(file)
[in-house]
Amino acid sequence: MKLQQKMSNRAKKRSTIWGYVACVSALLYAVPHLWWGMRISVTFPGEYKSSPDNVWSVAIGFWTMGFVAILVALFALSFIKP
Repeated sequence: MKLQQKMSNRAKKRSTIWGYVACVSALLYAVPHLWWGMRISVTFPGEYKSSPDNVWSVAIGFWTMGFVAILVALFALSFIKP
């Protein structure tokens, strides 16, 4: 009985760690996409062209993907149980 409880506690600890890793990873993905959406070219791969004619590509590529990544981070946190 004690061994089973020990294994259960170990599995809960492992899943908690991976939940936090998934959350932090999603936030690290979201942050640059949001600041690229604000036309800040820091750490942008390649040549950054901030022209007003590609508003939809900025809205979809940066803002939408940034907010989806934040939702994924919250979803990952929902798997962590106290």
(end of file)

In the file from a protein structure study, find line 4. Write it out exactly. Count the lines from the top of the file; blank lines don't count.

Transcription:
């Protein structure tokens, strides 16, 4: 009985760690996409062209993907149980 409880506690600890890793990873993905959406070219791969004619590509590529990544981070946190 004690061994089973020990294994259960170990599995809960492992899943908690991976939940936090998934959350932090999603936030690290979201942050640059949001600041690229604000036309800040820091750490942008390649040549950054901030022209007003590609508003939809900025809205979809940066803002939408940034907010989806934040939702994924919250979803990952929902798997962590106290």